DETROIT -- General Motors Co. will continue to wind down Saab despite a fresh offer from Spyker Cars NV, GM CEO Edward Whitacre said.
GM does not have a deal and “has not changed direction” on shutting down its Swedish unit, Whitacre said at a press conference on Monday in Detroit.
But Whitacre did confirm that GM has been in advanced talks with Spyker, and he left the door open for continued negotiations with Spyker, the Dutch maker of luxury sports cars, adding, “If and when that changes, we'll let you know.”
Hopes for a deal announcement were raised when GM scheduled a news conference for Monday. That later turned out to be mainly about naming interim CEO Whitacre as permanent CEO.
A Swedish TV station reported Monday that Spyker was preparing to announce its purchase of Saab and that the Swedish government had agreed to guarantee loans for the deal from the European Investment Bank.
Sverige Television said the deal involved a European Investment Bank loan of 400 million euros ($556 million at current exchange rates).
The Swedish government said Monday that no such deal has been reached.
Reports of the looming deal helped Spyker's stock. Shares in the niche producer, whose original bid to buy Saab was backed by a Russian banker and an Abu Dhabi developer, soared by 80 percent to approach a market value of 100 million euros ($140 million).
Saab's expected $400 million net loss for 2009 alone eclipses that. Nevertheless, behind the sharp gains were investor hopes that revived talks between Spyker and GM had made progress over the weekend.
A Spyker/Saab deal was first mooted on December 18 when GM said it would start winding down the automaker.
Spyker with about 110 employees and Saab with 3,400 make an unlikely pairing. One thing they do have in common is that neither made a profit in the past decade.
But the Dutch company still holds out hope for a deal.
"Spyker confirms that talks are ongoing, the outcome of which is still uncertain. As Saab is currently in liquidation talks must end soon," Spyker said in a statement.
A Swedish television program had earlier reported, without citing sources, that Sweden has agreed to guarantee loans for the deal from the European Investment Bank.
Clinching control of Saab would be the easiest part of the deal, as questions still remain over whether it would work.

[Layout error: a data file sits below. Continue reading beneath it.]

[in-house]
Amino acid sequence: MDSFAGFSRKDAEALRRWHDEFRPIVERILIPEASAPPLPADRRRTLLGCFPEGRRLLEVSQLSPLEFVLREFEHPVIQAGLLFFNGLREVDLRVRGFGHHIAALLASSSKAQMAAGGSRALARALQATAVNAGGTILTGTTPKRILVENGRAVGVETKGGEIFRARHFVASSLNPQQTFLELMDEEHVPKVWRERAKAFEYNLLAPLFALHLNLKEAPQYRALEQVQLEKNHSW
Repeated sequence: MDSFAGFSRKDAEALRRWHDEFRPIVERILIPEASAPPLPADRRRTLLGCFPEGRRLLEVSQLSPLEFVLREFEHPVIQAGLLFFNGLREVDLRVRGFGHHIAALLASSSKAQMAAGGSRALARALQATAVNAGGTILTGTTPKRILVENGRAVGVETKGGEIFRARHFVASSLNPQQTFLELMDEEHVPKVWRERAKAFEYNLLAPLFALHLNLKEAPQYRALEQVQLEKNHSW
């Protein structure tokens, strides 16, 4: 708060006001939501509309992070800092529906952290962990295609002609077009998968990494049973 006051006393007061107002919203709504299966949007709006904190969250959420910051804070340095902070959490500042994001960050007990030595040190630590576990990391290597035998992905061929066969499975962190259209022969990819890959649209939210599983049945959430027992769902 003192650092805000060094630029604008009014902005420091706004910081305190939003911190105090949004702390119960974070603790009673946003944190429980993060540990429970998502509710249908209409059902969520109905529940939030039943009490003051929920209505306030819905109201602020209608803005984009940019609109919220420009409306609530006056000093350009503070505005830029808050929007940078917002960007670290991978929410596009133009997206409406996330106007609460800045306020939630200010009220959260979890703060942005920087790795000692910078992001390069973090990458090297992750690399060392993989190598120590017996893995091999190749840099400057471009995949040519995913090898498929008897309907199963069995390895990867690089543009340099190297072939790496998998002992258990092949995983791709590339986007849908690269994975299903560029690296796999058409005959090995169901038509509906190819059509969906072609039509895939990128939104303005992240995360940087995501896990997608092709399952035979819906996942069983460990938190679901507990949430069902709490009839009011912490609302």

"I don't really know what Spyker brings to Saab in terms of expertise, in terms of ability to turn the business around. Equally, on the Saab front, I don't really know how a business that's selling as few units as it sells can ultimately be profitable," said Nomura analyst Michael Tyndall.
"I think it's incredibly difficult to be successful in the segment they're trying to be successful in without a big budget. We're talking about a quasi-premium brand building cars in one the more expensive locations in terms of labor costs. There are many many challenges ahead."
Muller revived Spyker
Spyker's CEO Victor Muller is a former clothing brand executive who has so far managed to squeeze out of tight spots and keep Spyker, a business that once built a coach for the Dutch royal family, as a going concern.
While Saab has built a reputation as a quintessentially Swedish car with its 9-3 and 9-5 models -- solid, not too flashy -- Spyker is all about flash, from its hand-crafted leather interiors to head-turning brushed-metal styling, backed by the roar of a tuned Audi V8 engine that can push its C8 Aileron and C8 Spyder models to 300 kilometers per hour (186 mph).
Lars Carlstrom, a spokesman for rival bidder Genii Capital, was skeptical about any Saab/Spyker deal reaching fruition.
Carlstrom said Spyker was no longer relying on financing from Russian banking tycoon Vladimir Antonov, who holds 29.9 percent of Spyker.
"Antonov will be taken out of the deal through a requirement from the U.S. government," he said.
Abu Dhabi's Mubadala Development Company owns a further 23 percent of Spyker.
Two wind-down supervisors took control of Saab earlier this month, but GM said it was continuing to evaluate offers during the wind-down process after Spyker and other parties submitted updated bids for the loss-making brand.
Reuters contributed to this report